VAL was in fact brought to court through three applications before the CEC indicating violation of the Forest Conservation Act, and had not applied for forest clearance by themselves as has been interpreted in the final judgment.

All these and many other instances cited by the CEC clearly show that the law of the land has been undermined many times over by VAL to obtain mandatory clearances. Unfortunately, the Honourable Supreme Court in its judgment of the said case makes no reference to the manner in which the clearances were obtained and states that, ‘All requisite permissions have been obtained by the said applicant.’

3. Supreme Court judgment critically influenced by the Norwegian Council of Ethics report
The Honourable Supreme Court in its judgment referred to the report of the Norwegian Council of Ethics to deny Vedanta the clearance to mine the Niyamgiri Hills.

This report states that a number of linked companies – (VAL, SIIL were among them) have been investigated by the body and found guilty of severe environmental damage and involvement in violations and forced dislocation of tribal people . The report also pointed out that the repetitive nature of the violations and damages inflicted on both the environment and human rights over a long period of time, showed a pattern of behaviour where such violations are accepted and have become an integral part of the corporate practices of the said companies.

In particular, SIIL was found guilty of irresponsible handling of hazardous waste, illegal production expansion, and repeated and severe violations of a series of environmental requirements systematically and over many years that have caused great damage to both the environment and human rights in India.

The Norwegian government report clearly paints both Vedanta and Sterlite with the same colour and the Supreme Court judgment clearly refers to this report . It is not clear why SIIL which was found equally guilty by the same report was given the liberty to continue with the process from where Vedanta had left off .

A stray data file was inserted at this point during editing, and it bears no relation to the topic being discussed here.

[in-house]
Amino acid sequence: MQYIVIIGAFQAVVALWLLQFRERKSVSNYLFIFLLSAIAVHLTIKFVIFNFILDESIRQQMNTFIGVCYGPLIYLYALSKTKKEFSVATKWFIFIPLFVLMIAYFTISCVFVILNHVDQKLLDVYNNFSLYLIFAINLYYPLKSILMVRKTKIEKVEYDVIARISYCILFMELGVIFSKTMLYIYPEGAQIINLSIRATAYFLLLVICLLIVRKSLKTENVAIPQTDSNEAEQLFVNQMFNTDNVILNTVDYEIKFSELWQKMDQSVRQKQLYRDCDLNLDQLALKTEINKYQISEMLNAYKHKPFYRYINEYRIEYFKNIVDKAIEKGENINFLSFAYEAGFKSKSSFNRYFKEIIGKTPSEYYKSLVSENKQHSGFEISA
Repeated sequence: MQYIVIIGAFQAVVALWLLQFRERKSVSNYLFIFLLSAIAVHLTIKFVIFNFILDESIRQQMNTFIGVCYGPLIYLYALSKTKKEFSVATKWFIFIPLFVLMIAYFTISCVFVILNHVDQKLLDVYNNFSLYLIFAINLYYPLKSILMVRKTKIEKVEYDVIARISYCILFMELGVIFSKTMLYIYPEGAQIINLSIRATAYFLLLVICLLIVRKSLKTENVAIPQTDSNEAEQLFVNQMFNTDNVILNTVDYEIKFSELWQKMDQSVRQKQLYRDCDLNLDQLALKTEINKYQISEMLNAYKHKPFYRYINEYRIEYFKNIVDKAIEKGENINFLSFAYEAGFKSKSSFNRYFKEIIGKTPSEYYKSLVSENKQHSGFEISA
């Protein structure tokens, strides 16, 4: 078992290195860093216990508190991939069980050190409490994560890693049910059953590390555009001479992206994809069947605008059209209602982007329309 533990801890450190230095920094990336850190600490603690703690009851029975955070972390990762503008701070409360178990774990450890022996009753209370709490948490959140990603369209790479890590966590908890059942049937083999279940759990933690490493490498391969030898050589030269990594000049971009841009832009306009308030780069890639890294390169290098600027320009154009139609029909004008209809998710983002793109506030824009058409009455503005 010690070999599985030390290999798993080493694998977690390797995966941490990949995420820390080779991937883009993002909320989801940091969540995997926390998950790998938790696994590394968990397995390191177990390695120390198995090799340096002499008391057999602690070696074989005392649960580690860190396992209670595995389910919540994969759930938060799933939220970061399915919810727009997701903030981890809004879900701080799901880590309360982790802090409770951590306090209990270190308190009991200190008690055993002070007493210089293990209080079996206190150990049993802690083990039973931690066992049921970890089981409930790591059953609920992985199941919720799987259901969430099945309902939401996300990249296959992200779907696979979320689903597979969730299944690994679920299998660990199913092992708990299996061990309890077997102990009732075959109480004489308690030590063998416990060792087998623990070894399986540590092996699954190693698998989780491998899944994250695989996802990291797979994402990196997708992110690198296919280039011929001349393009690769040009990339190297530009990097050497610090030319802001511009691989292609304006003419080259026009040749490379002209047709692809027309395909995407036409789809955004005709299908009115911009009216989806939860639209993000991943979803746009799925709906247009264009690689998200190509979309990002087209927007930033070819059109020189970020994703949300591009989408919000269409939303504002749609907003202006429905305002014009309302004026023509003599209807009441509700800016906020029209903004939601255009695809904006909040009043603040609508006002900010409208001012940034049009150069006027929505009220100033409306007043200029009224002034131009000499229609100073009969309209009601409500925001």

We feel that the judgment passed by the Supreme Court on 23 November 2007:
1. bypassed important environmental, human right and biodiversity concerns,
2. overlooked the willful manipulation of the requirements of the law by VAL,
3. ignored the advice of its own advisory body which had clearly done its homework and laid out all the facts,
4. denied permission to mine to one company on the basis of a report and invited another party for the very same purpose linked or otherwise that was found equally guilty on all counts by the same report.

We hereby request the Supreme Court bench to take serious consideration of the fact that VAL and SIIL are indeed part of the same entity, and review its earlier decision to allow SIIL to mine the Niyamgiri as long as it adheres to the conditions laid out by the Supreme Court. We also request you to consider the fact that mining on Niyamgiri hills will lead to irreparable damage of the biodiversity of the area; and the lives, cultures, wisdom and livelihoods of a primitive tribal group so critically dependant on this area and its biodiversity.

Thanking You
Yours Sincerely

Ashish Kothari /Erica Taraporevala
Apt. 5 Shree Dutta Krupa
908 Deccan Gymkhana
Pune 411004
Tel: 91-20-25675450
Tel/Fax: 91-20-25654239
Email: ashishkothari@vsnl.com
Website: www.kalpavriksh.org

Saturday, January 19, 2008

i am no fan of violence. even amidst the carnage that is being wrought upon on our rivers, coastal areas, forests and the entire ecological system, violence is no answer to the grave unjustice that is happening on many environmental fronts that this blog has chronicled.

with that denouncement of violence, it is important to look at the growth of naxalism in central india. when naxals thrive one thing seems to be common. absence of sustainable growth, destruction of environment and total lack of understanding of ground level problems.

downtoearth in its leader page has put a great article on the naxal issue vis-a-vis prime minister recent statement and vow to 'crush' it. i reproduce the article below. all copyrights belong to cseindia. it is a great article that each one of our so called business leaders and political leaders should read and take some consciousness out of it.

Containing a virus

Prime Minister Manmohan Singh rightly called Naxalism a “virus” during a meeting with chief ministers of Naxalite-affected states. Unfortunately, he did not take the analogy further. A virus cannot grow or reproduce without a living cell. Naxalites, thus, must have living hosts. Singh failed to identify the living organism that sustains the Naxalite ‘virus’. Not surprisingly, his prescription for eliminating this virus was misplaced.

Singh’s response to Naxalism is typically bureaucratic—he sees it as a law and order problem and has thus asked for a specialized security force to ‘crush’ the Naxalites. The home ministry has responded by setting up a 37,000-strong Indian Reserve Force battalion dedicated to anti-Naxalite operations.